In the Driver’s Seat: Top 10: What You Need to Know

June 19, 2017

So, you want to be a truck driver? Have you thought about what it takes to be a truck driver, but most importantly, a professional one who is in it for the long haul?

I know a few things about preparing for and having a successful career in the trucking industry. I’m not just a school owner, I am a driver. I have had my Class A CDL for over 40 years and during that time, I’ve been an owner-operator, pulled a refrigerated trailer, done local delivery, and worked as a dispatcher for a fleet of over 20 trucks. While I’m no longer a full-time driver, I occasionally get behind the wheel of my 73’ rig and drive across the country. These occasional road trips allow me to understand the demands of today’s truck drivers, and in turn, pass along that valuable information to my students who will be the future drivers of tomorrow.

After logging many miles on the road, here are a few things to think about when making your decision to be a truck driver or instructing your students.

Top 10: What You Need to Know

  1. Be on time. Dispatchers value a driver who shows up to work on time. Once you start your day, don’t worry about delays that are beyond your control. If you start your day with enough time to get on the road, good carriers will not push you or give you a hard time.
  2. Do your inspections. A lot of your co-workers will not do their inspections, and some of them will give you a hard time when you’re doing your job and they aren’t. While tempting, do not engage with them in these instances. Go about your pre-trip as you were taught at the truck driving school. Besides, the pre-trip routine is a federal regulation so there’s no way of getting around it.
  3. There’s no whining in the trucking industry. Every day you will be confronted with problems or issues at every turn – trucks break down, there’s traffic congestion, unpredictable and volatile weather, and shippers will delay you. Don’t complain to your dispatcher Deal with it, professionally of course. It’s good practice to communicate with your dispatcher effectively and without any emotion. This professionalism will go a long way in how you will be treated.
  4. Plan your trips. Parking is tight out there, so don’t expect to find a spot readily available when you need one. Parking is at such a premium that there are apps available for truckers to find and reserve a parking space, even at some truck stops. Learn from your trainers on how they figure out where to park. While their experience will provide insight, you need to come up with a system that works best for you.
  5. GOAL! (Get Out And Look). Backing accidents are the number one problem for new drivers. There’s nothing to be embarrassed about. It happens to everyone. Being safety minded is a good quality. So, get out and look before backing that truck up.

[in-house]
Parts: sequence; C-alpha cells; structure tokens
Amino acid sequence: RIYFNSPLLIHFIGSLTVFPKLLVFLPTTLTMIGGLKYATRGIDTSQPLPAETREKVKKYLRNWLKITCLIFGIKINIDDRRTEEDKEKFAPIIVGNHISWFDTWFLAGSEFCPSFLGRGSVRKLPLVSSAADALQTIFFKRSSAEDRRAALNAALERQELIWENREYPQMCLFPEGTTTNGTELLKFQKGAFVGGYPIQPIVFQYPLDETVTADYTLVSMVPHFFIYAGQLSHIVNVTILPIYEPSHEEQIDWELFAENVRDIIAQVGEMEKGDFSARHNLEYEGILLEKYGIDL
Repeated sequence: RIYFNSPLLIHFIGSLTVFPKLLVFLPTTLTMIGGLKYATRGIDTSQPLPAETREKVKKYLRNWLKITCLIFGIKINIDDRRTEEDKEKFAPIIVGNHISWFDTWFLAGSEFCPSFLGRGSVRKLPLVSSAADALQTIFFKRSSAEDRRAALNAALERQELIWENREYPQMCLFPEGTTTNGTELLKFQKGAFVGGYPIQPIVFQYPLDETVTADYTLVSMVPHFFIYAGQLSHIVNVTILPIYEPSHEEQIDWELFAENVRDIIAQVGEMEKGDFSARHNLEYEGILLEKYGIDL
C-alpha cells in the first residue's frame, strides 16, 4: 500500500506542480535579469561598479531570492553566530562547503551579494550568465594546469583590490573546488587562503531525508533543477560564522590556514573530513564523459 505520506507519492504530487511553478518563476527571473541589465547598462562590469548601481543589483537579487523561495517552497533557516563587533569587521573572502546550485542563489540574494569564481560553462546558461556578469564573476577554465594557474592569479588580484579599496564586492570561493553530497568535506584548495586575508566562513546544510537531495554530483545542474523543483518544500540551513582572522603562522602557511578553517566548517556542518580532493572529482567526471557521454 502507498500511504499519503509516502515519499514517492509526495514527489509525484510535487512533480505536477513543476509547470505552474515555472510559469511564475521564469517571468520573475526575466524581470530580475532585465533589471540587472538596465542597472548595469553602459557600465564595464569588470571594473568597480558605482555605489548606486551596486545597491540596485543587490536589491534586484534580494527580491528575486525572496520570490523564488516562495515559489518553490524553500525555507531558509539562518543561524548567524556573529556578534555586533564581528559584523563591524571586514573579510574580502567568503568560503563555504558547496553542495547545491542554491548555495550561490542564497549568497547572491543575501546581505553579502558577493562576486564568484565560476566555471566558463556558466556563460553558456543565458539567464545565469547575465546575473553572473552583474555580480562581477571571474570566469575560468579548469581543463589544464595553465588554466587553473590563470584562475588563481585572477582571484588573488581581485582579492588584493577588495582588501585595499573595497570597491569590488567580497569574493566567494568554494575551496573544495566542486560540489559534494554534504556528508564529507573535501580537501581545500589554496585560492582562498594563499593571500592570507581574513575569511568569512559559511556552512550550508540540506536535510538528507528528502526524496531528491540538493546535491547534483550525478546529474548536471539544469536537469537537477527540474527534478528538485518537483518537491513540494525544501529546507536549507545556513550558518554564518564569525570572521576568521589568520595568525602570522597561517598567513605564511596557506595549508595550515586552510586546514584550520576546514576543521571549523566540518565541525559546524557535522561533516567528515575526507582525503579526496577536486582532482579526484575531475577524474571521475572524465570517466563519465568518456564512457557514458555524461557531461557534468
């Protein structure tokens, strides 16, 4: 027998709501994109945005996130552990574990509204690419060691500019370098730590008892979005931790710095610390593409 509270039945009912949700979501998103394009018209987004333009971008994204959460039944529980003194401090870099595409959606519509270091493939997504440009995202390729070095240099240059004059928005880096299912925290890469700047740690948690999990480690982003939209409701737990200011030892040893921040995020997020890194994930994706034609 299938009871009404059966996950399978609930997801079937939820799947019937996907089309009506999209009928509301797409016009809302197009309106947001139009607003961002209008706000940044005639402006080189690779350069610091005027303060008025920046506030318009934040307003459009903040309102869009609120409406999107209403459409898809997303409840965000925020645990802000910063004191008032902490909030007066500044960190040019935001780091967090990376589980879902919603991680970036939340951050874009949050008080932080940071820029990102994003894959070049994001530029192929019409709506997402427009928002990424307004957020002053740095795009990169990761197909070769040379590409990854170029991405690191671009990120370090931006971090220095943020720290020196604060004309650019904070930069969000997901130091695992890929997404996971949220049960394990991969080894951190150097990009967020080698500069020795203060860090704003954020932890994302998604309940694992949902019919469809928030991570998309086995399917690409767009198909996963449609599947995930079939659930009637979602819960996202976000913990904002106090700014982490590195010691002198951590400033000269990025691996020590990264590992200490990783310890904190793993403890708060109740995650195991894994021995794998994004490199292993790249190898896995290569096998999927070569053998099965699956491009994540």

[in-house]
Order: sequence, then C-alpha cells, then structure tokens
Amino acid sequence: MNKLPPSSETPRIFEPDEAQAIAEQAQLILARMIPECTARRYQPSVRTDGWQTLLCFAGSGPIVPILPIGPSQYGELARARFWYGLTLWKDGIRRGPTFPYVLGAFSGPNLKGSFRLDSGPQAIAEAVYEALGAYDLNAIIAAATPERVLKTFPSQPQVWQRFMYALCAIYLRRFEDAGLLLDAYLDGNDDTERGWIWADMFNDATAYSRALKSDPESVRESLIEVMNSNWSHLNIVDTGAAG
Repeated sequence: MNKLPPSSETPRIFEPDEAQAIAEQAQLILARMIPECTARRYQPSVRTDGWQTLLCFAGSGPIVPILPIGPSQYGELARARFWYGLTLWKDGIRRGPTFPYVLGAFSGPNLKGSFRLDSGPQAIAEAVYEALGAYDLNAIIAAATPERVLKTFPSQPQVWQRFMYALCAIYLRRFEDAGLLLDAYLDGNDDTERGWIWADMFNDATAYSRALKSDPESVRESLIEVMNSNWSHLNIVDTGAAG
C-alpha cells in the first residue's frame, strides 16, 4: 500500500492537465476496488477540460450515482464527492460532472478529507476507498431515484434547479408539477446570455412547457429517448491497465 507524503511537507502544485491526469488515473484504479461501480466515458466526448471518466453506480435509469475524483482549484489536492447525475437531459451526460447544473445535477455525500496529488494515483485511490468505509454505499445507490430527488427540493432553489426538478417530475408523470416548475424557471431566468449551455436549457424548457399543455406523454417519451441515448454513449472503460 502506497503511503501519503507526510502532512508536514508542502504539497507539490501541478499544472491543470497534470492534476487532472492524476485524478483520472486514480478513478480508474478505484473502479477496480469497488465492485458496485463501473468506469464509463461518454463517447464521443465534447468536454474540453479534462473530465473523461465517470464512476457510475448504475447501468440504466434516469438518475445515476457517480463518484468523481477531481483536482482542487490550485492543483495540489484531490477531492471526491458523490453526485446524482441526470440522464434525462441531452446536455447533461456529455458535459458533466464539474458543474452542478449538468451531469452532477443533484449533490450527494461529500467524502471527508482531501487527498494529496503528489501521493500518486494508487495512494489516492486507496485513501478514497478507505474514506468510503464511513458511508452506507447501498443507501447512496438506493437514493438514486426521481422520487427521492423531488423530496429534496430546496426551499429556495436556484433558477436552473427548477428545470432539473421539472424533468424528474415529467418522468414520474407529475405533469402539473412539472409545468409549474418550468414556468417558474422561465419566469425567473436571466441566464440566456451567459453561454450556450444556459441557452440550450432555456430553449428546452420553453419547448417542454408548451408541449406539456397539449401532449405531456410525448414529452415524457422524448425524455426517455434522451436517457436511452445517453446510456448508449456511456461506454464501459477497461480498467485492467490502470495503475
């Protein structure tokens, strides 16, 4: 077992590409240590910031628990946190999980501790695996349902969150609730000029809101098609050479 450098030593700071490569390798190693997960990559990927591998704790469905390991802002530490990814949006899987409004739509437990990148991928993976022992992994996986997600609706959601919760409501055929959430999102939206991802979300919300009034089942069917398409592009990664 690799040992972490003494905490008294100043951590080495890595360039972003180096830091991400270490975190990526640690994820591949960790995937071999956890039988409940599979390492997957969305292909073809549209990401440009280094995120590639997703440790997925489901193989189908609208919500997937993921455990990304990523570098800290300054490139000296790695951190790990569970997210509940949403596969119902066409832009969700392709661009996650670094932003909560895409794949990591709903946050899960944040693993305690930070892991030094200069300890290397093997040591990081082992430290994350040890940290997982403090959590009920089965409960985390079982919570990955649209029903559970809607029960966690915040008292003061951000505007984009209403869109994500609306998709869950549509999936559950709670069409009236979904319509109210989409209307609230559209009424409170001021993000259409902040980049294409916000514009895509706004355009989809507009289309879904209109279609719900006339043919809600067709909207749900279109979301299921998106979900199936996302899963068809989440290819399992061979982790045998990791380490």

6. Maintain your following distance. Discipline yourself and commit to a proper distance. In heavy traffic that means you must run 3 or 4 mph slower than traffic flow to keep your following distance. Embrace new technology applications that automatically keeps the distance for you.
  7. Slippery when wet. Bad weather. It happens. Being mindful of safety regulations before being faced with hazardous road conditions, will better prepare you when they do occur. Take your time, and even stop when conditions warrant.
  8. Safety “Seal of Approval”. Work for an established carrier with a good safety record. Employment with a well-established, safety-minded carrier will ensure you have access to properly maintained equipment. One other thing, your paycheck will not bounce.
  9. Expect to be recruited. With the driver shortage these days, chances are you will be approached at truck stops by a carrier or by other drivers convincing you to go to work for another company. Do not believe their claims as they are probably receiving a commission for recruiting you. Some companies pay up to $2,000 for the referral. Consequently, there will be false claims being made.
  10. Stay healthy. Stay fit. Save money. Invest in a small refrigerator and buy your own food versus eating at restaurants. You will realize the return-on-investment with more money in your wallet and feel physically better through a healthy diet. If you are a local driver, pack your lunch in a cooler. Also, remember to stretch and do your exercises every day.

This guest post originally appeared in CVTA’s Get-in-Gear Summer/Fall 2017 edition.

Bill Collins is the Owner of Interstate Truck Driving School.